GDP Increased 2.1 Percent in Second Quarter, While Exports Decreased and Imports Increased.

Published by Matt Fishman on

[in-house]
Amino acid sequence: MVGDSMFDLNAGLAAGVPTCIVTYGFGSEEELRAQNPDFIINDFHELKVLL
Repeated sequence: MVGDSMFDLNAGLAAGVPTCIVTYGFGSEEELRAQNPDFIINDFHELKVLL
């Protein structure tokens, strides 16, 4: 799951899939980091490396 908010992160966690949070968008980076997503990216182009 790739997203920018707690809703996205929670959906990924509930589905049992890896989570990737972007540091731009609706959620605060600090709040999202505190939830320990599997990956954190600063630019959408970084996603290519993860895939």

The Bureau of Economic Analysis (BEA) released the second quarter Gross Domestic Product (GDP) numbers estimating the GDP increased 2.1 percent for the period. The 2.1 percent increase is higher than economist’s expectations for the number, but lower than the previous quarter’s 3.1 percent growth. “The increase in real GDP in the second quarter reflected positive contributions from personal consumption expenditures (PCE) [and] government spending that [balanced out decreases in] private inventory investment, exports, nonresidential fixed investment” and increases in imports. Perhaps partly explaining the increase in consumer spending is the news that the month of June saw “personal income increased $83.6 billion (0.4 percent)” due to “increases in wages and salaries [and] government social benefits to persons.” Secretary of Commerce Wilbur Ross commented on the report that the “economy is growing strong and… is poised to continue expanding.” The White House added that while the results indicate a strong economy, they estimate “that the problems at Boeing subtracted 0.4 percentage point from second quarter.”



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